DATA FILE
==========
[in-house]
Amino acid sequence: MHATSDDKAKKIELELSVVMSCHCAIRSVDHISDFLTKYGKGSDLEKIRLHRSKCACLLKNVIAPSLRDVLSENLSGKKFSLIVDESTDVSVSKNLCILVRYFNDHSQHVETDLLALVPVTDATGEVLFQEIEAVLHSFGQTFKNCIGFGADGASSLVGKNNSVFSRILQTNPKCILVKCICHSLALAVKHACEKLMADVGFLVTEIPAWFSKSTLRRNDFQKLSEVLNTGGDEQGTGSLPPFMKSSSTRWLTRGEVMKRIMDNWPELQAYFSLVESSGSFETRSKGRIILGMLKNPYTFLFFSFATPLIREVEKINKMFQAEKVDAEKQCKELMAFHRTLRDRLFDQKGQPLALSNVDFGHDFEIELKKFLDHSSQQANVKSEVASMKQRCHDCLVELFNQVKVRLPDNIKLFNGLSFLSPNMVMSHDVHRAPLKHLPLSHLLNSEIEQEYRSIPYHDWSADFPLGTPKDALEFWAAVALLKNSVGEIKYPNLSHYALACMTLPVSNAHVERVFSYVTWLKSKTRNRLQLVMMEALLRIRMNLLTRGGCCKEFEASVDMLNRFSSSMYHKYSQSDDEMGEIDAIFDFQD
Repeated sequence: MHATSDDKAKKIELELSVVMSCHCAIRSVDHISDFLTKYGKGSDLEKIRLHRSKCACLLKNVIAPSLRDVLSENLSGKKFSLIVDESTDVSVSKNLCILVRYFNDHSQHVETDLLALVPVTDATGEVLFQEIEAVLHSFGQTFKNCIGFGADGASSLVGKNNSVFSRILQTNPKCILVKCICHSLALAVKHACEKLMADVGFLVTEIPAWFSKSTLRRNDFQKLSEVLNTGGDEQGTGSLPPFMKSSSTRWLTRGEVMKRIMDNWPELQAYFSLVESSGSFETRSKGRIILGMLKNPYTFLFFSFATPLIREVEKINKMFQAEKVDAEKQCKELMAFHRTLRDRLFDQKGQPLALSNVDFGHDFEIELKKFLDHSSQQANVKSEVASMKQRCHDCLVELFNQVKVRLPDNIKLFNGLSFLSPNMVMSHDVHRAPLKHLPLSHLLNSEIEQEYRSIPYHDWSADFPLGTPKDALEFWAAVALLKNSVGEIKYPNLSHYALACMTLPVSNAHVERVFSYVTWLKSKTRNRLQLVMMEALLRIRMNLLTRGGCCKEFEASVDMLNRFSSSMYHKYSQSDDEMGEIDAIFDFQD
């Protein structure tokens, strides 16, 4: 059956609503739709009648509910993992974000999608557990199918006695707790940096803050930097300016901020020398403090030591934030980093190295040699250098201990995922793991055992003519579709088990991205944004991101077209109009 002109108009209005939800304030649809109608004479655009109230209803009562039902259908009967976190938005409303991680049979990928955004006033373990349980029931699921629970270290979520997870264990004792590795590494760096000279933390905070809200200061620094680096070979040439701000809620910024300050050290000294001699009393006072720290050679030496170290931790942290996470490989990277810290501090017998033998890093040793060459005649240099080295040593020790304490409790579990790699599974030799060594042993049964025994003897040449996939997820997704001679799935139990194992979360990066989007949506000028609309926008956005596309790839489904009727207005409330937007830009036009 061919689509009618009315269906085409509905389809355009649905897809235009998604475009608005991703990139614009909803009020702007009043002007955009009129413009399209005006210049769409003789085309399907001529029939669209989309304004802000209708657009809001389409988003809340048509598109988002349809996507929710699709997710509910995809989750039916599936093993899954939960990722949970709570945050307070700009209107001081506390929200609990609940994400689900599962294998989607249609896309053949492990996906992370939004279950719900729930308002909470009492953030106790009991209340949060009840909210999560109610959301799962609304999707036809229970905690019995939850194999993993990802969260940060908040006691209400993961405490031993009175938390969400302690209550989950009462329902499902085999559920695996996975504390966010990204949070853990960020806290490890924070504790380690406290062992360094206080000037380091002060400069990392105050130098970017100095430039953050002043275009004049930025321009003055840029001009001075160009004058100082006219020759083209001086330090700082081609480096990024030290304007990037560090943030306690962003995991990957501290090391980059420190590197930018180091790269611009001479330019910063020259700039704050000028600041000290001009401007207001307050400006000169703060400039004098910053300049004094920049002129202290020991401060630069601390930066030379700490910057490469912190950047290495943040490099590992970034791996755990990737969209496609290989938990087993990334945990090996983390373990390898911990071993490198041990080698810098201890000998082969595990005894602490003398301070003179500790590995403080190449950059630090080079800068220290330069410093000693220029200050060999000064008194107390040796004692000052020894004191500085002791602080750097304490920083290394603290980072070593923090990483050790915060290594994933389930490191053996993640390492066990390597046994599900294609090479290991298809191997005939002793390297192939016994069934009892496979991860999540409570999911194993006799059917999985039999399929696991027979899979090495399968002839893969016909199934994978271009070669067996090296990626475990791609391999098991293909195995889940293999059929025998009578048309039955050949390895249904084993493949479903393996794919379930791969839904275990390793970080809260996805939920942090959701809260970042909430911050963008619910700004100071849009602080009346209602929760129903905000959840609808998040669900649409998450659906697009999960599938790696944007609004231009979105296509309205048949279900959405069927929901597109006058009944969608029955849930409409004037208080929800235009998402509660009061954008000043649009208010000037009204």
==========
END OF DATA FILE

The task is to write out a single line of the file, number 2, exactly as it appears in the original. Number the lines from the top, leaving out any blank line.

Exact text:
Amino acid sequence: MHATSDDKAKKIELELSVVMSCHCAIRSVDHISDFLTKYGKGSDLEKIRLHRSKCACLLKNVIAPSLRDVLSENLSGKKFSLIVDESTDVSVSKNLCILVRYFNDHSQHVETDLLALVPVTDATGEVLFQEIEAVLHSFGQTFKNCIGFGADGASSLVGKNNSVFSRILQTNPKCILVKCICHSLALAVKHACEKLMADVGFLVTEIPAWFSKSTLRRNDFQKLSEVLNTGGDEQGTGSLPPFMKSSSTRWLTRGEVMKRIMDNWPELQAYFSLVESSGSFETRSKGRIILGMLKNPYTFLFFSFATPLIREVEKINKMFQAEKVDAEKQCKELMAFHRTLRDRLFDQKGQPLALSNVDFGHDFEIELKKFLDHSSQQANVKSEVASMKQRCHDCLVELFNQVKVRLPDNIKLFNGLSFLSPNMVMSHDVHRAPLKHLPLSHLLNSEIEQEYRSIPYHDWSADFPLGTPKDALEFWAAVALLKNSVGEIKYPNLSHYALACMTLPVSNAHVERVFSYVTWLKSKTRNRLQLVMMEALLRIRMNLLTRGGCCKEFEASVDMLNRFSSSMYHKYSQSDDEMGEIDAIFDFQD